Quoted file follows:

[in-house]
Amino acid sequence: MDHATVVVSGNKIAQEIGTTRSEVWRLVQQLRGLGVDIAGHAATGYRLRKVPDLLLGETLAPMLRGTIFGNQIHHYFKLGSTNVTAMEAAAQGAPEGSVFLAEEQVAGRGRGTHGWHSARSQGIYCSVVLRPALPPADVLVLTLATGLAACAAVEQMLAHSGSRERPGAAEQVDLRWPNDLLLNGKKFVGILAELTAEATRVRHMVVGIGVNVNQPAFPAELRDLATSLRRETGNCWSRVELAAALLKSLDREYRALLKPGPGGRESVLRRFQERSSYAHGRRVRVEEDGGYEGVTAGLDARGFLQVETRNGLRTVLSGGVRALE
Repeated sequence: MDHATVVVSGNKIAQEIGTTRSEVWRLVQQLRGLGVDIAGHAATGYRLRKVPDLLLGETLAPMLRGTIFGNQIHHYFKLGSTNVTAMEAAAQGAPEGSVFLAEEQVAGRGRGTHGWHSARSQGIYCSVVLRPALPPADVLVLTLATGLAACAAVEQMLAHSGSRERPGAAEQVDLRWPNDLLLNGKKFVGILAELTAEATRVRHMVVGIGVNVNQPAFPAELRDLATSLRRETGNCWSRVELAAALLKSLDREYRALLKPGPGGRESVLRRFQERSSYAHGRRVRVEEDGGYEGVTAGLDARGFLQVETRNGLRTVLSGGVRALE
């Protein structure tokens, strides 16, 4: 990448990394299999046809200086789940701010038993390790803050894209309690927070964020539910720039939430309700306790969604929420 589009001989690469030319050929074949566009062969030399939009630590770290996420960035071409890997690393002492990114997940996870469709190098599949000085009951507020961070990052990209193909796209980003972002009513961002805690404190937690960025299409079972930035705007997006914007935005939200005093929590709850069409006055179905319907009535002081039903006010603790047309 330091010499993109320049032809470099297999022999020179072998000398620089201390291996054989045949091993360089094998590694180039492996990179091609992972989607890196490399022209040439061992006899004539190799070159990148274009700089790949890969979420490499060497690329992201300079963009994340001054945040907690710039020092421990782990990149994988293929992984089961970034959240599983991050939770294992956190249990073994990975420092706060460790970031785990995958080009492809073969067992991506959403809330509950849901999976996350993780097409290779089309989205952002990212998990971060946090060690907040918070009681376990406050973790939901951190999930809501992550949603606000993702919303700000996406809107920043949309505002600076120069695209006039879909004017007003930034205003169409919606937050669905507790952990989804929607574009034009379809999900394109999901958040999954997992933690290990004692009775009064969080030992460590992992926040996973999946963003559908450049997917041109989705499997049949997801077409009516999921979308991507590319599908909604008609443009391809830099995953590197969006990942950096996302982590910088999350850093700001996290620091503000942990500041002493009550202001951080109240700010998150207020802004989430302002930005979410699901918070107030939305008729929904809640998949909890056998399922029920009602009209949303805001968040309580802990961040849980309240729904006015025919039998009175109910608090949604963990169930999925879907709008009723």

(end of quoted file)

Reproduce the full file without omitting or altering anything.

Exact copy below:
[in-house]
Amino acid sequence: MDHATVVVSGNKIAQEIGTTRSEVWRLVQQLRGLGVDIAGHAATGYRLRKVPDLLLGETLAPMLRGTIFGNQIHHYFKLGSTNVTAMEAAAQGAPEGSVFLAEEQVAGRGRGTHGWHSARSQGIYCSVVLRPALPPADVLVLTLATGLAACAAVEQMLAHSGSRERPGAAEQVDLRWPNDLLLNGKKFVGILAELTAEATRVRHMVVGIGVNVNQPAFPAELRDLATSLRRETGNCWSRVELAAALLKSLDREYRALLKPGPGGRESVLRRFQERSSYAHGRRVRVEEDGGYEGVTAGLDARGFLQVETRNGLRTVLSGGVRALE
Repeated sequence: MDHATVVVSGNKIAQEIGTTRSEVWRLVQQLRGLGVDIAGHAATGYRLRKVPDLLLGETLAPMLRGTIFGNQIHHYFKLGSTNVTAMEAAAQGAPEGSVFLAEEQVAGRGRGTHGWHSARSQGIYCSVVLRPALPPADVLVLTLATGLAACAAVEQMLAHSGSRERPGAAEQVDLRWPNDLLLNGKKFVGILAELTAEATRVRHMVVGIGVNVNQPAFPAELRDLATSLRRETGNCWSRVELAAALLKSLDREYRALLKPGPGGRESVLRRFQERSSYAHGRRVRVEEDGGYEGVTAGLDARGFLQVETRNGLRTVLSGGVRALE
């Protein structure tokens, strides 16, 4: 990448990394299999046809200086789940701010038993390790803050894209309690927070964020539910720039939430309700306790969604929420 589009001989690469030319050929074949566009062969030399939009630590770290996420960035071409890997690393002492990114997940996870469709190098599949000085009951507020961070990052990209193909796209980003972002009513961002805690404190937690960025299409079972930035705007997006914007935005939200005093929590709850069409006055179905319907009535002081039903006010603790047309 330091010499993109320049032809470099297999022999020179072998000398620089201390291996054989045949091993360089094998590694180039492996990179091609992972989607890196490399022209040439061992006899004539190799070159990148274009700089790949890969979420490499060497690329992201300079963009994340001054945040907690710039020092421990782990990149994988293929992984089961970034959240599983991050939770294992956190249990073994990975420092706060460790970031785990995958080009492809073969067992991506959403809330509950849901999976996350993780097409290779089309989205952002990212998990971060946090060690907040918070009681376990406050973790939901951190999930809501992550949603606000993702919303700000996406809107920043949309505002600076120069695209006039879909004017007003930034205003169409919606937050669905507790952990989804929607574009034009379809999900394109999901958040999954997992933690290990004692009775009064969080030992460590992992926040996973999946963003559908450049997917041109989705499997049949997801077409009516999921979308991507590319599908909604008609443009391809830099995953590197969006990942950096996302982590910088999350850093700001996290620091503000942990500041002493009550202001951080109240700010998150207020802004989430302002930005979410699901918070107030939305008729929904809640998949909890056998399922029920009602009209949303805001968040309580802990961040849980309240729904006015025919039998009175109910608090949604963990169930999925879907709008009723």